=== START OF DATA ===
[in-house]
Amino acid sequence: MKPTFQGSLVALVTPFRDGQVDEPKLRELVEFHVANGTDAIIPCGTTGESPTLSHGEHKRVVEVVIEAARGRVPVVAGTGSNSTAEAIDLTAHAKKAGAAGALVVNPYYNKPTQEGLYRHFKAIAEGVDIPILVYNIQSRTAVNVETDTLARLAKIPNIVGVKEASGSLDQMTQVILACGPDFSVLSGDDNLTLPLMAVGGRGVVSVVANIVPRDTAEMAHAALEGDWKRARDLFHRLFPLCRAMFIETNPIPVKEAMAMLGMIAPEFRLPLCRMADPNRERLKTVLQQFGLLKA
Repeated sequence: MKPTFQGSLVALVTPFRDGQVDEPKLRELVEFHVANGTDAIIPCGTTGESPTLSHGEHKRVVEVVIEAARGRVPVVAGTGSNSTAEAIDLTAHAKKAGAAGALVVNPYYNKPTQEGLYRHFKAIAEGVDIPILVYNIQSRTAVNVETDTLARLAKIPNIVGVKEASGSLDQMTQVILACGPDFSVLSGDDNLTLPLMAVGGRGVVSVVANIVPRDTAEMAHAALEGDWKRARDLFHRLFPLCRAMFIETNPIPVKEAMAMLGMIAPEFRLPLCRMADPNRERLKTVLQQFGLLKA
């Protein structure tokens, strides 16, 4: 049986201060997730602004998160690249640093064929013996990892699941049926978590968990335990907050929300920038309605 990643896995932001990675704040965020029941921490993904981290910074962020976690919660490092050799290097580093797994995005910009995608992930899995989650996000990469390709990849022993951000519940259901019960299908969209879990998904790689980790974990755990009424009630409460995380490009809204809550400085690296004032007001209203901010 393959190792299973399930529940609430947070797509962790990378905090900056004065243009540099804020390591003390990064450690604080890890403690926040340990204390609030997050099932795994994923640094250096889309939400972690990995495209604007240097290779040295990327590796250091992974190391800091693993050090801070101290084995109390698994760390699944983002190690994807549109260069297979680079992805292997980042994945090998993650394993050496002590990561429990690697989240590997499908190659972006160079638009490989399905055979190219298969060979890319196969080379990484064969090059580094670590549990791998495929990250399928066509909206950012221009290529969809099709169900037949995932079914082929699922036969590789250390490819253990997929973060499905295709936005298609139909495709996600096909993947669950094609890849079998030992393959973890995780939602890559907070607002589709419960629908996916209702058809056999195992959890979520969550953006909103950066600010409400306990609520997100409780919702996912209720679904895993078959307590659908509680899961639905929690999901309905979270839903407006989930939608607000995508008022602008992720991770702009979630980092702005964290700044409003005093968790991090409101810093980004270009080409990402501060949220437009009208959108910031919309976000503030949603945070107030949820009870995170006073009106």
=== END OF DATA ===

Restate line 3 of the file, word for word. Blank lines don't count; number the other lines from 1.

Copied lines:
Repeated sequence: MKPTFQGSLVALVTPFRDGQVDEPKLRELVEFHVANGTDAIIPCGTTGESPTLSHGEHKRVVEVVIEAARGRVPVVAGTGSNSTAEAIDLTAHAKKAGAAGALVVNPYYNKPTQEGLYRHFKAIAEGVDIPILVYNIQSRTAVNVETDTLARLAKIPNIVGVKEASGSLDQMTQVILACGPDFSVLSGDDNLTLPLMAVGGRGVVSVVANIVPRDTAEMAHAALEGDWKRARDLFHRLFPLCRAMFIETNPIPVKEAMAMLGMIAPEFRLPLCRMADPNRERLKTVLQQFGLLKA